Check out, “Watching Our Words” by Jacob C. Price

jacobblogMy son, Jacob, has written a new blog post entitled, “Watching Our Words,” where he explores the affect of words on our relationships and, as a part of a larger series he’s working on, “Becoming a Young Gentleman in the 21st Century”.

I had the privilege of being interviewed by him for this segment (his first interview), so I hope you will take a few minutes and listen to that at the bottom of his post.

I appreciate you supporting him in this as he hones both his writing and his life skills.  Let us know if you have any feedback or encouragement along the way.

Update on Karen’s post-surgery recovery – Week 2

It’s been a week-and-a-half since Karen’s surgery on her right hip to repair a torn labrum, clean out her bursa and some other nasty-sounding stuff that should make her feel better. After we go to the doctor for her follow-up this week, I may have some cool pics to post, as well.

Week…ery good. The pain was minimal and she was able to get around pretty well. Most of the time, she’s on a walker (practicing for when she gets old…she’s going to be good!), but when we really need to burn up the sidewalks, we scoot around in a wheelchair. Well, she scoots, I’m the man-power.

Week two…a different story. It would seem her right leg finally decided to “wake up” from hibernation and it ain’t happy! The pain has definitely increased to the point that it is making sleep a challenge. Since this is about a 12-week recovery process, we know that some difficult days lie ahead, but we were hoping for the pain to largely stay at bay as in week one.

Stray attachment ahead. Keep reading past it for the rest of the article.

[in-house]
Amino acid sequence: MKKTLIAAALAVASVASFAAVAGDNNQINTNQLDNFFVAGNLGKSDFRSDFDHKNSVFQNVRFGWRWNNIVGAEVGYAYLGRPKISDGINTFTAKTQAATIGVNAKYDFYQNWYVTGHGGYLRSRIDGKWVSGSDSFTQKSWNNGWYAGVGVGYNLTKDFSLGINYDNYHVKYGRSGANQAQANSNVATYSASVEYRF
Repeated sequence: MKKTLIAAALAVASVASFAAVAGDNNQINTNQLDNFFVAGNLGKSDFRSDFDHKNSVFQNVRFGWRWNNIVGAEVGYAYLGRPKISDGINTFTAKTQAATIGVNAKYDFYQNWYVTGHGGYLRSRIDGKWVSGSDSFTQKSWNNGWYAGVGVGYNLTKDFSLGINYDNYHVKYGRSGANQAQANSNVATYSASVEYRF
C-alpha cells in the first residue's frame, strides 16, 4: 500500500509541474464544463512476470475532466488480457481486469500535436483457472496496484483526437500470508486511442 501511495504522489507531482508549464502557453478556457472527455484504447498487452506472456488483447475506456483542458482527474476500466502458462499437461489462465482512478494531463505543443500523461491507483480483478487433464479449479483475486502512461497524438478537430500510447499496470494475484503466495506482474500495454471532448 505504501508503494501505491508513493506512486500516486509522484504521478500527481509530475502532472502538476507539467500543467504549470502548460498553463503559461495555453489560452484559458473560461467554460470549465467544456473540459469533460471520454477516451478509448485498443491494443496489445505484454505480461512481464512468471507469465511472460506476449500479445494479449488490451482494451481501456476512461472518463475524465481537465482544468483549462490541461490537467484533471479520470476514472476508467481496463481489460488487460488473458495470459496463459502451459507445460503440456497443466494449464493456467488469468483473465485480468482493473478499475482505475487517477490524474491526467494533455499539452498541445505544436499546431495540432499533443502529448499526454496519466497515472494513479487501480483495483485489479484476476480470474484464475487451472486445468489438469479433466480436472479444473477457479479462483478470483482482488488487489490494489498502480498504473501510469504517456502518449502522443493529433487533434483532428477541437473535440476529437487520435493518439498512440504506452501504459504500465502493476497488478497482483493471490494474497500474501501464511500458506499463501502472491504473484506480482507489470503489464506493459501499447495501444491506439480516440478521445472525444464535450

I would appreciate very much if you will continue to pray for her. We are thankful for the way God has sustained us thus far and are confident He will continue to walk with us as Karen works to walk again. Thank you all so much for your support, your concern and your acts of grace. We cannot thank you enough!

Boys Will Can’t Be Boys

As the father of two active boys, I need to remind myself regularly of the truth that is found in the following video.

Boys are not like girls and it’s past time we stop treating them in the same way with the same expectations. Boys tend to be more active, sillier and LOUDER.  That’s not abnormal and attempts to medicate away or stifle normal boyish behavior is incredibly detrimental to our kids.  Yes, I understand and agree there are circumstances in which medication is appropriate, but I’m certain not nearly as often as it is used.  Age and maturity will usually take care of most of those problems in due time.

Maybe, like me, you’ve fallen into the trap of placing unrealistic expectations on your boys from time-to-time.  I believe we need to re-think how we’re treating our boys and how we can let them be boys while still maintaining reasonable expectations for their general behavior (and we must be honest that we sometimes fail miserably at the latter, as well).

Our goal for our boys is that they grow up to be strong, godly gentlemen.  It is impossible for that to happen if I do not allow them to run a lot, climb trees, explore, wrestle, fall (repeatedly), make noise and make mistakes, all the while teaching them what they did wrong and how to avoid the same results again without crushing their spirit because they made them in the first place!  I have failed at that more than once, which has given me the opportunity to show them what repentance looks like.  By now they should have a thorough understanding of that concept!